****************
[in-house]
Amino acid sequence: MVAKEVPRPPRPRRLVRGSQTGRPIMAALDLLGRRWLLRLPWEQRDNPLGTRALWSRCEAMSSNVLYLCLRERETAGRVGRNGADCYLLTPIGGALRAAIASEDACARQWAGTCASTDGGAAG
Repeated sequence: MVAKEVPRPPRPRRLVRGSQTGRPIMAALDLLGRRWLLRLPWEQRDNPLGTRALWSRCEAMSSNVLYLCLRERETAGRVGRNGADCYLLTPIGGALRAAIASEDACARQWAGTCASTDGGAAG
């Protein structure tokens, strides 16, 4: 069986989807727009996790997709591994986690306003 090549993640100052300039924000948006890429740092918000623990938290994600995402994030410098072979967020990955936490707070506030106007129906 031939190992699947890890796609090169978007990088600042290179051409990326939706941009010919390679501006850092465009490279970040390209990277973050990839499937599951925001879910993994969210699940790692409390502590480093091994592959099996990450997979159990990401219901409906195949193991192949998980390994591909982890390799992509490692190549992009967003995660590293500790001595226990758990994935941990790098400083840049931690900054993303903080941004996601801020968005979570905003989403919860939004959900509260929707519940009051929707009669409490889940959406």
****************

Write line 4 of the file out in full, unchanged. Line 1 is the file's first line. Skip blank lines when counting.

């Protein structure tokens, strides 16, 4: 069986989807727009996790997709591994986690306003 090549993640100052300039924000948006890429740092918000623990938290994600995402994030410098072979967020990955936490707070506030106007129906 031939190992699947890890796609090169978007990088600042290179051409990326939706941009010919390679501006850092465009490279970040390209990277973050990839499937599951925001879910993994969210699940790692409390502590480093091994592959099996990450997979159990990401219901409906195949193991192949998980390994591909982890390799992509490692190549992009967003995660590293500790001595226990758990994935941990790098400083840049931690900054993303903080941004996601801020968005979570905003989403919860939004959900509260929707519940009051929707009669409490889940959406």